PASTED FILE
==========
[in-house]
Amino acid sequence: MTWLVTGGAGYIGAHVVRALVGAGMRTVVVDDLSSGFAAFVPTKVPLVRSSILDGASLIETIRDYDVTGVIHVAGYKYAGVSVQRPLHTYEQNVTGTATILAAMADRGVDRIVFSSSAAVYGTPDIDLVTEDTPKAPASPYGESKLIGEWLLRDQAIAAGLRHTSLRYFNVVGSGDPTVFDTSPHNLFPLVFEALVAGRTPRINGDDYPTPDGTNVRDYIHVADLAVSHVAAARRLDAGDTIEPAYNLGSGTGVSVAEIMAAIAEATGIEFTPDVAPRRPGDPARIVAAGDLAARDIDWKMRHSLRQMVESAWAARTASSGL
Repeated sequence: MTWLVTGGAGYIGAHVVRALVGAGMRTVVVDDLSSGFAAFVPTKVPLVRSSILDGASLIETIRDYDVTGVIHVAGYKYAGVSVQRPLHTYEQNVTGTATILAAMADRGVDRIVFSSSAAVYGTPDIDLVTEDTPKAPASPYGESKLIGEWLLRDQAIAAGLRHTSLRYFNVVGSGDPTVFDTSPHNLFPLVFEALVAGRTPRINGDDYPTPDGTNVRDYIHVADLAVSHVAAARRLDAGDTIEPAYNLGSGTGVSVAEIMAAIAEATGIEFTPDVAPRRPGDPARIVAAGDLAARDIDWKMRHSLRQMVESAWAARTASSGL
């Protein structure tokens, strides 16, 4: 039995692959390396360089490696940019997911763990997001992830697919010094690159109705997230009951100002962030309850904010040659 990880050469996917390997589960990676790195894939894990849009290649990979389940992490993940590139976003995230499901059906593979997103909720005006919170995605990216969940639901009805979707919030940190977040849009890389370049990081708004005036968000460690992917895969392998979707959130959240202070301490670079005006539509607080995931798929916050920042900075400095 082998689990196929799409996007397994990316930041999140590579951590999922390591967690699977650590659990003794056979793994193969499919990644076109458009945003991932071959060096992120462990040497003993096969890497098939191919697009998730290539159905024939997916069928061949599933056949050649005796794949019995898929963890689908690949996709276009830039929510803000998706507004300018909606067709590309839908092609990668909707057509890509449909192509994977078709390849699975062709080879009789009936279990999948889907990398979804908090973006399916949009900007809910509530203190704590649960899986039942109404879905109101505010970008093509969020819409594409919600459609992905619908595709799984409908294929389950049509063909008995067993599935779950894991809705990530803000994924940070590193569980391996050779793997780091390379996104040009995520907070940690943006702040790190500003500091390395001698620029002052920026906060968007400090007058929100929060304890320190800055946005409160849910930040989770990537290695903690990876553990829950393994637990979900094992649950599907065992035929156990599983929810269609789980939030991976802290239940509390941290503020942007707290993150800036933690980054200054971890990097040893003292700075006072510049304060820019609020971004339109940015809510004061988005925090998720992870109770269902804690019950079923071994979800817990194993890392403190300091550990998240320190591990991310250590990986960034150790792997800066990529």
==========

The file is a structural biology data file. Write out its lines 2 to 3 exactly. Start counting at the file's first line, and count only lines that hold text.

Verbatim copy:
Amino acid sequence: MTWLVTGGAGYIGAHVVRALVGAGMRTVVVDDLSSGFAAFVPTKVPLVRSSILDGASLIETIRDYDVTGVIHVAGYKYAGVSVQRPLHTYEQNVTGTATILAAMADRGVDRIVFSSSAAVYGTPDIDLVTEDTPKAPASPYGESKLIGEWLLRDQAIAAGLRHTSLRYFNVVGSGDPTVFDTSPHNLFPLVFEALVAGRTPRINGDDYPTPDGTNVRDYIHVADLAVSHVAAARRLDAGDTIEPAYNLGSGTGVSVAEIMAAIAEATGIEFTPDVAPRRPGDPARIVAAGDLAARDIDWKMRHSLRQMVESAWAARTASSGL
Repeated sequence: MTWLVTGGAGYIGAHVVRALVGAGMRTVVVDDLSSGFAAFVPTKVPLVRSSILDGASLIETIRDYDVTGVIHVAGYKYAGVSVQRPLHTYEQNVTGTATILAAMADRGVDRIVFSSSAAVYGTPDIDLVTEDTPKAPASPYGESKLIGEWLLRDQAIAAGLRHTSLRYFNVVGSGDPTVFDTSPHNLFPLVFEALVAGRTPRINGDDYPTPDGTNVRDYIHVADLAVSHVAAARRLDAGDTIEPAYNLGSGTGVSVAEIMAAIAEATGIEFTPDVAPRRPGDPARIVAAGDLAARDIDWKMRHSLRQMVESAWAARTASSGL